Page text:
@zz.roman: does too, as far as I can tell. Once fast exponential has exceeded the input, climb down to n/2, and multiply until Fib(n/2 + x) < input. Like so: say the input number is 25000; find n where F(n) < 25000; using fast exponential: n = 32 (that's 5 cycles); climb down to n/2=16, and multiply until n = 22 (Fib(22) = 28657); total cycles is 11, compared with 21 using the traditional method.

@zr.roman: I thought you would know this one "Represent Fibonacci numbers in matrix form:

(F[n+1], F[n]

F[n], F[n-1])

= A^n, where

A =

((1,1),

(1,0))", no? If A^n is Fib(n+1), the rest is simple math. Fast exponential until A^n > input. A^n was obtained by doing A^(n/2) * A^(n/2). So, take A^(n/2) and multiply by A until A^(n/2 +x) > input; n/2 + x is the number of Fibonacci numbers smaller than the input. I tried it and it works...

I also tried, and it occurred to be unstable: i.e. sometimes it works, but sometimes it does not, depending on input.

Please, provide here your solution, I'll test it on some input values.

I tried submitting the code here 3 days ago, and I have no idea where it went. Posting comments here is weird, as there's no feedback given to the user. Anyway, there's nothing special about my code, it does exactly what I have described above. Maybe the missing piece is that when you use the matrix A described above, the [0,0] element in A pow n is the n+1 element in the Fibonacci sequence, so then "you will be able to count the exact number of preceding fib numbers".

```
#include <iostream>
#include <vector>
using namespace std;
class FiboExist{
public :
int fibo(int n){
int ans = 0;
if(n <= 1){
ans = n;
}else{
int a = 0, b = 1;
ans=1;
while(b < n){
int c = a;
a = b;
b = a+c;
ans++;
}
}
return ans;
}
};
int main(){
FiboExist fb;
cout<<fb.fibo(3)<<endl;
return 0;
}
```

import java.util.*;

import java.lang.*;

import java.io.*;

/* Name of the class has to be "Main" only if the class is public. */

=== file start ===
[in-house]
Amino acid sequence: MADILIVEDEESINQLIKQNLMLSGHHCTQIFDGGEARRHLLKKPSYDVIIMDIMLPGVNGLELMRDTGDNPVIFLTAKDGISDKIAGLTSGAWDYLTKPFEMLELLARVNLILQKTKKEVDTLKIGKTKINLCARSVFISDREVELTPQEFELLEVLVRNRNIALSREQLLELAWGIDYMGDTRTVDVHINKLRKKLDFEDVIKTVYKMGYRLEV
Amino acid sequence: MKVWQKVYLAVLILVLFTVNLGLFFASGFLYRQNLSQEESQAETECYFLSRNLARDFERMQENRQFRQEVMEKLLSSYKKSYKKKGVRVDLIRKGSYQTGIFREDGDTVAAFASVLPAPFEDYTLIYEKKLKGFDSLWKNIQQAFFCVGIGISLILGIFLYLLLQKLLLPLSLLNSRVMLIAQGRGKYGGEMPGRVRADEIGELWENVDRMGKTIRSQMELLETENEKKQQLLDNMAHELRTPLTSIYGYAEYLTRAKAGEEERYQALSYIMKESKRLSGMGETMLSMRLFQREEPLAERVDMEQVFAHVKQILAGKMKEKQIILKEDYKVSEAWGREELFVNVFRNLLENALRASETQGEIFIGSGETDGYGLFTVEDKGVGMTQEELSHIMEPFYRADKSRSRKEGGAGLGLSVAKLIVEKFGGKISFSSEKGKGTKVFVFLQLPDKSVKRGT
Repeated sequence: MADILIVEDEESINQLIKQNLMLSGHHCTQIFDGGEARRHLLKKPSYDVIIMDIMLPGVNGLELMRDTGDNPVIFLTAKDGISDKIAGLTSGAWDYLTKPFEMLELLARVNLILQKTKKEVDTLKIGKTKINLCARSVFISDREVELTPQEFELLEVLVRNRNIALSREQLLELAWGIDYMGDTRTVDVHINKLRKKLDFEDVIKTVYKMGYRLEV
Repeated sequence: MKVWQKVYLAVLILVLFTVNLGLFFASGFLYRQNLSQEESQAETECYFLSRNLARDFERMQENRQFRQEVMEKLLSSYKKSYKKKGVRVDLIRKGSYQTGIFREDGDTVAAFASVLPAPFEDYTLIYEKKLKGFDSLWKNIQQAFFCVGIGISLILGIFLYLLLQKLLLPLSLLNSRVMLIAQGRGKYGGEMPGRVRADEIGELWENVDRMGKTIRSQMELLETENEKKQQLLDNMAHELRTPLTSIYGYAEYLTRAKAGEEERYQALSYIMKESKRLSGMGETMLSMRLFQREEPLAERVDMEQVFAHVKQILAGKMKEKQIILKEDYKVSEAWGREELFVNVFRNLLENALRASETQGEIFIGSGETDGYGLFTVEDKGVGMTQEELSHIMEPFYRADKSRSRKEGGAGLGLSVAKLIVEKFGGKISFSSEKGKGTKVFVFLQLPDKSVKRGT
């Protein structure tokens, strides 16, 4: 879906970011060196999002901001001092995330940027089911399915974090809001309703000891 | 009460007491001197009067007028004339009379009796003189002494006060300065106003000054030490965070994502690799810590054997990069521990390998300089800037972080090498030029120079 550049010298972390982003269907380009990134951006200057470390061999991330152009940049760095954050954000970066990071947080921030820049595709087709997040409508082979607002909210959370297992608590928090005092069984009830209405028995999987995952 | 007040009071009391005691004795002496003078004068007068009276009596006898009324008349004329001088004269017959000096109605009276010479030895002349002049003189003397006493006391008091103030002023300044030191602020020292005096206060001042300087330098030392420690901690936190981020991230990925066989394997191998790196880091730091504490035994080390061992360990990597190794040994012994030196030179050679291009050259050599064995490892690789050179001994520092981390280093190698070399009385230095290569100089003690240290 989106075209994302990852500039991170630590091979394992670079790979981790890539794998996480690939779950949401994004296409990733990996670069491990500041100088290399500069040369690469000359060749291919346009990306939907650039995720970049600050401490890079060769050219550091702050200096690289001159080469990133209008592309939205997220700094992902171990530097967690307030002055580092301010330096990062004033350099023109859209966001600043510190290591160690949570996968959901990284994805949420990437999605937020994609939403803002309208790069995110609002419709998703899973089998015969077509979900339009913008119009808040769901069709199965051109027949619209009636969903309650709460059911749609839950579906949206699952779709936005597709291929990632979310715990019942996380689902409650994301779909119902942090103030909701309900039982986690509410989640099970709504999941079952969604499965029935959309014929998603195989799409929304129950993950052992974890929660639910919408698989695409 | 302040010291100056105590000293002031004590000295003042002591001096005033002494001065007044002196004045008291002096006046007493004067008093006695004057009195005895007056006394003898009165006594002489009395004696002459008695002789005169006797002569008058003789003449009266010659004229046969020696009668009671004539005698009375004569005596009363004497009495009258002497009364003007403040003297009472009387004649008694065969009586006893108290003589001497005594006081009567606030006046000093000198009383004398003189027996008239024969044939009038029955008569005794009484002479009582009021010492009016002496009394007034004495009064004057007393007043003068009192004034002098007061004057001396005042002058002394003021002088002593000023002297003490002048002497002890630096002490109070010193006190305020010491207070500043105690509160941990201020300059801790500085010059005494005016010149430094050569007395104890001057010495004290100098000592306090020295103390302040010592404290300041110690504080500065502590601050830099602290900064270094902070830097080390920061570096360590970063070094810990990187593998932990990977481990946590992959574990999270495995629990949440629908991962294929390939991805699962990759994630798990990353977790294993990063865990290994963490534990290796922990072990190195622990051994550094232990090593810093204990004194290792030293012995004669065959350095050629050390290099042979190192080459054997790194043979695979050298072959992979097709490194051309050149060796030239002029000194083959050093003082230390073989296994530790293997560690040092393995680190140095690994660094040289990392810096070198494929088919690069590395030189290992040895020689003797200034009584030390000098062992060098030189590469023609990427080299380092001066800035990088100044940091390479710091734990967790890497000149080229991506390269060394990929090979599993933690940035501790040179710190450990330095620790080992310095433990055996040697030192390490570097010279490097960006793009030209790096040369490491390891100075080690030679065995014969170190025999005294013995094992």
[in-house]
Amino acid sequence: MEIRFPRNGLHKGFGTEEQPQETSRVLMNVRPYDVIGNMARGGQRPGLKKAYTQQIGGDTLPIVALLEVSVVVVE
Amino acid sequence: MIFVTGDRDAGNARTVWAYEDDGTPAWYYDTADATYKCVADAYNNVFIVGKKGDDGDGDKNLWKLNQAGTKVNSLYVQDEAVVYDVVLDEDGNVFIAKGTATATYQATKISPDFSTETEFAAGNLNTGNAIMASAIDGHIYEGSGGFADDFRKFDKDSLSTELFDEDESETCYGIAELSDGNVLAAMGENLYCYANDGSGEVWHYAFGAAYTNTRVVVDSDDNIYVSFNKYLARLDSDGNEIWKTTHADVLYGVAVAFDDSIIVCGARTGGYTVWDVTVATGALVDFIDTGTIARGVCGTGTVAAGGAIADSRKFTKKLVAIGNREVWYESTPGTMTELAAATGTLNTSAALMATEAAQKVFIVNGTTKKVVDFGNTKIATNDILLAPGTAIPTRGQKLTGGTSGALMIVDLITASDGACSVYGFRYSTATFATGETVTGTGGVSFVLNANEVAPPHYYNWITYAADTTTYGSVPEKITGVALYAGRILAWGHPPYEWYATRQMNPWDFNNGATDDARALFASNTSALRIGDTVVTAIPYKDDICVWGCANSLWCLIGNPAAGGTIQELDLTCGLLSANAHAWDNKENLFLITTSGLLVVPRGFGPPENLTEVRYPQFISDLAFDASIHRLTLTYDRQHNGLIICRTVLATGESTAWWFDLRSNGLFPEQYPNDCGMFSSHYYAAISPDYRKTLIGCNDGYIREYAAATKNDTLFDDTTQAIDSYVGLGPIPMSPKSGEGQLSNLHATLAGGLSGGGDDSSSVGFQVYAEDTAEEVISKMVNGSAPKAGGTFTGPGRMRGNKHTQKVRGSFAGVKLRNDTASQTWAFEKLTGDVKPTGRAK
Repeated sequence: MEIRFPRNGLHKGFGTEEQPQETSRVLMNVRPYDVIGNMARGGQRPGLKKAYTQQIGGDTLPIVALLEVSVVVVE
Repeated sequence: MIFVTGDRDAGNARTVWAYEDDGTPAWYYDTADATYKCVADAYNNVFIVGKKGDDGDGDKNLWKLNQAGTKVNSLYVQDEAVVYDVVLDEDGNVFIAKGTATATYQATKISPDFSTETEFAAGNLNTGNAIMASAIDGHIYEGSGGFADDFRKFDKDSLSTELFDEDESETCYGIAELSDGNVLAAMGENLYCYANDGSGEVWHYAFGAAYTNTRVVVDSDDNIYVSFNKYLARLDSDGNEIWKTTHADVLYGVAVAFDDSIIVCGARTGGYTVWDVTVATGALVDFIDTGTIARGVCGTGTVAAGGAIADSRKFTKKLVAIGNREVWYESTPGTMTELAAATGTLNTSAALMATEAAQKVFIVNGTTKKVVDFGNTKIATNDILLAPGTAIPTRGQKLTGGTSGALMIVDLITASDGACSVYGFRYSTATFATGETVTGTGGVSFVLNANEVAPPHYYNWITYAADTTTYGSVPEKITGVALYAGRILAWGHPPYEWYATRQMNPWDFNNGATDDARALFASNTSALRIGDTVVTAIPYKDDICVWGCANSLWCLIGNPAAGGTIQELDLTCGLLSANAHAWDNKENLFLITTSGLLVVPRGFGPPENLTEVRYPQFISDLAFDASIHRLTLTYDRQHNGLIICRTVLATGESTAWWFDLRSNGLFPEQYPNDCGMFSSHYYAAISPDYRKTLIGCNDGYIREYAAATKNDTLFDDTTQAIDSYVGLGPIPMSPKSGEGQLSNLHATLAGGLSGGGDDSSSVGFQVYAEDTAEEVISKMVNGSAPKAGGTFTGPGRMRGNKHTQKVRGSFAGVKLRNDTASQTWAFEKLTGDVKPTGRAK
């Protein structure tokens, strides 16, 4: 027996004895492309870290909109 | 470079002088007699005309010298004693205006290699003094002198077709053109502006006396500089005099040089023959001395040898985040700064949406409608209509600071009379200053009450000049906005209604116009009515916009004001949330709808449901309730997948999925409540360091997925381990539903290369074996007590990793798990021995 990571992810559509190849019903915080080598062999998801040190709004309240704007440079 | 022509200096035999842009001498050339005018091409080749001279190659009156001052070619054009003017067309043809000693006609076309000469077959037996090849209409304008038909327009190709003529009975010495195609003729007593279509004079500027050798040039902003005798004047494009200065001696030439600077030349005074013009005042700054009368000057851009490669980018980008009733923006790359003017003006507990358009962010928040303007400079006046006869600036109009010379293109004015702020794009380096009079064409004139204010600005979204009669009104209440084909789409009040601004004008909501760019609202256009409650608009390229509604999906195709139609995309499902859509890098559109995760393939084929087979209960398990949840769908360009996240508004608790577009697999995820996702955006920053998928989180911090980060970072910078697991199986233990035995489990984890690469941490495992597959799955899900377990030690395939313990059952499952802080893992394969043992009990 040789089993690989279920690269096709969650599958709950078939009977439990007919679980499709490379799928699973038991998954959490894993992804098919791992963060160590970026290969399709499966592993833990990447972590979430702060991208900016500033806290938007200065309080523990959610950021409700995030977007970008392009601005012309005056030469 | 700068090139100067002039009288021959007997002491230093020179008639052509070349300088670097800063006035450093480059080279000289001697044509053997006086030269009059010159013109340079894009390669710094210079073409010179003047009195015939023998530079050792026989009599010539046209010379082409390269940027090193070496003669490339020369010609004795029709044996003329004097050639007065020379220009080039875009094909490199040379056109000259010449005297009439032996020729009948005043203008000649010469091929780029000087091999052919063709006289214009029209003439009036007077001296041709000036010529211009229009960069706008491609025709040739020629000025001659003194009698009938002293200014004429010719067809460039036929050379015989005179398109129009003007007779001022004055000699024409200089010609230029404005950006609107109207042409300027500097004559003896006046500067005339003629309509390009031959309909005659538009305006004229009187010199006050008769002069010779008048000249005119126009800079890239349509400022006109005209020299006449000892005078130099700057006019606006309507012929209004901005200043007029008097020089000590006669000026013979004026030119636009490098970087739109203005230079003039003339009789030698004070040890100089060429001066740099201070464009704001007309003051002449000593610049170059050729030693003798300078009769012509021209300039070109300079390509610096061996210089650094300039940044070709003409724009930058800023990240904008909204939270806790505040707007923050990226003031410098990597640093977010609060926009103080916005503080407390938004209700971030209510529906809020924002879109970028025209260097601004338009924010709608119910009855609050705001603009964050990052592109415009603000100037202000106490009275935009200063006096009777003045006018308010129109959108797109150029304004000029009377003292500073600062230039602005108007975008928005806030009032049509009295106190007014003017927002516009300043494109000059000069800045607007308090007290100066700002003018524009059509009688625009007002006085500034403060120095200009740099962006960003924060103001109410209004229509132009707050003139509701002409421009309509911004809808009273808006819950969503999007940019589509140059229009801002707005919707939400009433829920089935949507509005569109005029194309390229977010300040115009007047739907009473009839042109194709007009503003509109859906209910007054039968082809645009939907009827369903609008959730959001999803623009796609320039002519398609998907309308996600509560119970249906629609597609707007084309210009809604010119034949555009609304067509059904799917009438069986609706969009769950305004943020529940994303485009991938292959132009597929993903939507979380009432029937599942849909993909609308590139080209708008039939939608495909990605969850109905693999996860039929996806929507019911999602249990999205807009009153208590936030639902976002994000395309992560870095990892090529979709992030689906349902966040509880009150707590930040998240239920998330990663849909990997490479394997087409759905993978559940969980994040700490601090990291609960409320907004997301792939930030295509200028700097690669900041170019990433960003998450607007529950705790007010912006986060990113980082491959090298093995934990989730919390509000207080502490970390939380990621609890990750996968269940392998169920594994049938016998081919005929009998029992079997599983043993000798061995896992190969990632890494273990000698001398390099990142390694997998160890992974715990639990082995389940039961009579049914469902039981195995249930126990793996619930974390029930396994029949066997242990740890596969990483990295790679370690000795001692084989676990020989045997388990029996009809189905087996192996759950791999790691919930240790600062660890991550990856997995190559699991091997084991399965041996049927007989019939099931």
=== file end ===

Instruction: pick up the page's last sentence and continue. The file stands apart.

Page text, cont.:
class Ideone

{

public static void main (String[] args) throws java.lang.Exception

{

Ideone fibtest = new Ideone();

System.out.println(fibtest.fibCount(2));

}

public int fibCount(int target) {

if (target == 0) return 0;

if (target == 1) return 1;

ArrayList<Integer> fibs = new ArrayList<>();

fibs.add(0);

fibs.add(1);

int count = 2;

while (fibs.get(count-1) < target) {

fibs.add(fibs.get(count-1) + fibs.get(count-2));

if (fibs.get(count) >= target) return count;

++count;

}

return count;

}

}

#include<stdio.h>

int main()

{

int count=0;

int n;

printf("enter the number:=> ");

scanf("%d",&n);

int i,fibo=0;

int previous2=1,previous1=-1;

for(i=0;fibo<n;i++)

{

fibo=previous1+previous2;

if(fibo<=n)

{

count++;

printf("%d ",fibo);

}

else

break;

previous1=previous2;

previous2=fibo;

}

printf("\n");

printf(" the no of term in fibonacii series is :=>:%d",count);

return 0;

}

#include <iostream>

#include <vector>

using namespace std;

vector<int> fibo(int range);

int main()

{

vector<int> sum;

int range;

cout<<"Enter the number range: "<<endl;

cin>>range;

sum = fibo(range);

cout<<"Output : ";

for(unsigned int i=0 ; i<sum.size() ; i++){

cout<<sum[i]<<" ";

}

return 0;

}

vector<int> fibo(int range) {

vector<int> temp;

temp.push_back(0);

temp.push_back(1);

int i=0;

while(temp.size() < range) {

temp.push_back(temp[i+1]+temp[i]);

i++;

}

return temp;

}

how about this solution

```
#include <stdio.h>
#include <stdlib.h>
#define SIZE 6
int fib(int n, int arr[]){
if (n == 0 || n == 1){
arr[n] = n;
return n;
}
return arr[n] = (fib(n - 1, arr) + fib(n - 2, arr));
}
int main(){
int *arr = (int*)calloc(sizeof(int)* SIZE, 1);
fib(SIZE, arr);
for (int i = 0; i < SIZE; i++)
printf("%d ", arr[i]);
return 0;
}
```

We could use Binet's formula for finding the n- th fibonachi number. Actually Fibonachi numbers are very famous numbers because of their golden rule ratio. O(1) time and memory complexity

- EPavlova January 13, 2016